Microbe-induced receptor trafficking has emerged as an essential means to promote innate immune signal transduction.
Upon detection of bacterial lipopolysaccharides (LPS), CD14 induces an inflammatory endocytosis pathway that delivers Toll-like receptor 4 (TLR4) to endosomes.
Although several regulators of CD14-dependent TLR4 endocytosis have been identified, the cargo-selection mechanism during this process remains unknown.
Authors in the journal Immunity reveal that, in contrast to classic cytosolic interactions that promoted the endocytosis of transmembrane receptors, TLR4 was selected as cargo for inflammatory endocytosis entirely through extracellular interactions.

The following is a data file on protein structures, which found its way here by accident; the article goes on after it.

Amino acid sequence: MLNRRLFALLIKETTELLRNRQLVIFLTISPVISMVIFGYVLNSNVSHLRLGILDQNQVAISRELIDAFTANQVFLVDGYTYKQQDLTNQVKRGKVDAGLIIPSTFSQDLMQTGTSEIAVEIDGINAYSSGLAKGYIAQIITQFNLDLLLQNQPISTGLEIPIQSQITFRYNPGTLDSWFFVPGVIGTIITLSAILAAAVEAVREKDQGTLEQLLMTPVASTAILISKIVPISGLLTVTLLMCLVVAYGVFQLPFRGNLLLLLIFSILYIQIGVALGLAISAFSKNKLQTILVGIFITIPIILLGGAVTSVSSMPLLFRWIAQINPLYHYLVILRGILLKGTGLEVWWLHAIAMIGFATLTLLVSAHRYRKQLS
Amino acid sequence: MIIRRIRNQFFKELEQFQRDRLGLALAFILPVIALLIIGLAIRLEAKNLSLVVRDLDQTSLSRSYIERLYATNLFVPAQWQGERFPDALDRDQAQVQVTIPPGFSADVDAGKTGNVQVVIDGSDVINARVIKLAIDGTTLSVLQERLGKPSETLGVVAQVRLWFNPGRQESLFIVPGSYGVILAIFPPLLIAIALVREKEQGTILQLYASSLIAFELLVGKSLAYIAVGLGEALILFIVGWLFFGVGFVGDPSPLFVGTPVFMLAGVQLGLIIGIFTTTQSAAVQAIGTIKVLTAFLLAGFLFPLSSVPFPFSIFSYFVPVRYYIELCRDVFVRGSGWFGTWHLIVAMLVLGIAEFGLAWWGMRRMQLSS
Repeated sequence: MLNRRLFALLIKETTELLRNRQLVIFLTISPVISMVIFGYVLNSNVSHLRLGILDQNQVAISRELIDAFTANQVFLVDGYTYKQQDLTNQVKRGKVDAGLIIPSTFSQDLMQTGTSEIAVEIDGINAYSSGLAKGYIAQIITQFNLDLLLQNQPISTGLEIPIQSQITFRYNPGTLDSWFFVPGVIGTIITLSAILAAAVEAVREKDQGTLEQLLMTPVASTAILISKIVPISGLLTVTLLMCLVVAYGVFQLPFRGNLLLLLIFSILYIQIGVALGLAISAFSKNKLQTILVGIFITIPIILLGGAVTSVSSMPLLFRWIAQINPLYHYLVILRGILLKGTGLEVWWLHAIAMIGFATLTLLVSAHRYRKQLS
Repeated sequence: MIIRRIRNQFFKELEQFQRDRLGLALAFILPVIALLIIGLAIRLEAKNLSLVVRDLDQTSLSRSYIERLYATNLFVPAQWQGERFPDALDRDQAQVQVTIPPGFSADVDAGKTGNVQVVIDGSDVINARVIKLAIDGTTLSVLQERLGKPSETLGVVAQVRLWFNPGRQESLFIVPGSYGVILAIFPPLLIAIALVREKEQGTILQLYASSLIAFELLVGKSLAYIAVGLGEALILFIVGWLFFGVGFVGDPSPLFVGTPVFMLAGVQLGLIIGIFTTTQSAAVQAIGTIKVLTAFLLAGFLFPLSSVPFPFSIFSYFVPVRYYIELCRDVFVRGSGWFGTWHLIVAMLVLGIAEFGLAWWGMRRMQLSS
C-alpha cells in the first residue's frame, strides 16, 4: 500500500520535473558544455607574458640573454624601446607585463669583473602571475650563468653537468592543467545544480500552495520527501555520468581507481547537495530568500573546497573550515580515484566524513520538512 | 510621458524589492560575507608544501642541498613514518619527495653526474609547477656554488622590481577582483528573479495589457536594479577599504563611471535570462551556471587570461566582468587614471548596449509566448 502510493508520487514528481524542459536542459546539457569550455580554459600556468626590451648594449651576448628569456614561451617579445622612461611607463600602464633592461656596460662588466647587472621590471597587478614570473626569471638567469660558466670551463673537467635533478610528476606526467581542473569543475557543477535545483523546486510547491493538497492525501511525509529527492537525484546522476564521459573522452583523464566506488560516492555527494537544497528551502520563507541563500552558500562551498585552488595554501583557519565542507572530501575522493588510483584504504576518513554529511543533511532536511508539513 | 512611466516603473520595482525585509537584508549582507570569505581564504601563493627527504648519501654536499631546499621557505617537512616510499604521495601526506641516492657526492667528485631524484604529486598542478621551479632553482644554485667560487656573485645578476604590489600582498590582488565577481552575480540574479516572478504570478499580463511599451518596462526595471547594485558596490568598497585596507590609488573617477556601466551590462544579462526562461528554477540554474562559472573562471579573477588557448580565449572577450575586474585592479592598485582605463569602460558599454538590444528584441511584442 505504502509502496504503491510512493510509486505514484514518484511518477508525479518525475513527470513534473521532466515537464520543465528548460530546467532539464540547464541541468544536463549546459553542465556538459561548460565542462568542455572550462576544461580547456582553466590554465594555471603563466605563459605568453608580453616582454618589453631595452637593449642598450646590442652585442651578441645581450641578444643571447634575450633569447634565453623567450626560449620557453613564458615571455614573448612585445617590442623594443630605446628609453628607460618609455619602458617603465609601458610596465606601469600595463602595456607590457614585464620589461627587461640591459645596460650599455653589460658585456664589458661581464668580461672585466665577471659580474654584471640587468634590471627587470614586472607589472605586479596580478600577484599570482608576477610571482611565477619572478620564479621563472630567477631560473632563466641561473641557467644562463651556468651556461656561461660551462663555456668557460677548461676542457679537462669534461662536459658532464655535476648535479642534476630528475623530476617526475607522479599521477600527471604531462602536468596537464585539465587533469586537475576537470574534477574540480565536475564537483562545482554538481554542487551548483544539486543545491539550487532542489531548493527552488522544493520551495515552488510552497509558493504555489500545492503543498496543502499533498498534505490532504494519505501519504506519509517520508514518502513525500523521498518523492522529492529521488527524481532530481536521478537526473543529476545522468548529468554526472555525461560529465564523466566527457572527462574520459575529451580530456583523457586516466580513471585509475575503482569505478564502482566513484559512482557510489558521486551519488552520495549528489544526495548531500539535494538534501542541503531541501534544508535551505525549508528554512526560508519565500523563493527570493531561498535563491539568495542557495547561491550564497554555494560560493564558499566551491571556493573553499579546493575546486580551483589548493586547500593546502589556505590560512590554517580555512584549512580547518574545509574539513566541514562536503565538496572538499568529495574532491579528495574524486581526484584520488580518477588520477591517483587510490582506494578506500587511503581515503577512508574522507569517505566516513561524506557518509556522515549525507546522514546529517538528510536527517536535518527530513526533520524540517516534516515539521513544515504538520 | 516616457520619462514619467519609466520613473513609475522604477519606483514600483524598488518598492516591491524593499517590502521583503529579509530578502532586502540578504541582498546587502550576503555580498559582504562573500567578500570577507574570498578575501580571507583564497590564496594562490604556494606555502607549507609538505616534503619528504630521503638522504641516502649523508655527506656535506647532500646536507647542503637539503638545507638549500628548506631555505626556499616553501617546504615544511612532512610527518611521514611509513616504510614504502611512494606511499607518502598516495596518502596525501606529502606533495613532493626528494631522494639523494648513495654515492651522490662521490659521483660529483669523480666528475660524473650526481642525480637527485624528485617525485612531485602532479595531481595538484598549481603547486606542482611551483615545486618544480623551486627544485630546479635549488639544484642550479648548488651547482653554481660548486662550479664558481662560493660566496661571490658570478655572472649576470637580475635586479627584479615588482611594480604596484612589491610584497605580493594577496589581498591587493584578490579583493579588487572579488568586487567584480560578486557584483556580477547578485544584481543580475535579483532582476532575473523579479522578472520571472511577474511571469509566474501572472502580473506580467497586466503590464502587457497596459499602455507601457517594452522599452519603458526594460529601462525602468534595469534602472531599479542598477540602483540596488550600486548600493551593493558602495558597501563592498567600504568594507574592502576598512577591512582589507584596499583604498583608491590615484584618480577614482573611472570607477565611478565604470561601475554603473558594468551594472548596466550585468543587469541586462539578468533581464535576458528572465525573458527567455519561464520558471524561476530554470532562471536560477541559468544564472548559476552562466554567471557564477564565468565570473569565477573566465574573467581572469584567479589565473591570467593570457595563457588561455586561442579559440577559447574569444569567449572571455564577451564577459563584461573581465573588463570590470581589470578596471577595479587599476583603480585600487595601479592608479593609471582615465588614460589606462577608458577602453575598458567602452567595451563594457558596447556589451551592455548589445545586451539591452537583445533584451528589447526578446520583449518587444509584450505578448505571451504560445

Mechanistically, the extracellular protein MD-2 bound to and dimerized TLR4 in order to promote this endocytic event.
Their analysis of LPS variants from human pathogens and gut commensals revealed a common mechanism by which bacteria prevent inflammatory endocytosis.
They suggest that evasion of CD14-dependent endocytosis is an attribute that transcends the concept of pathogenesis and might be a fundamental feature of bacteria that inhabit eukaryotic hosts.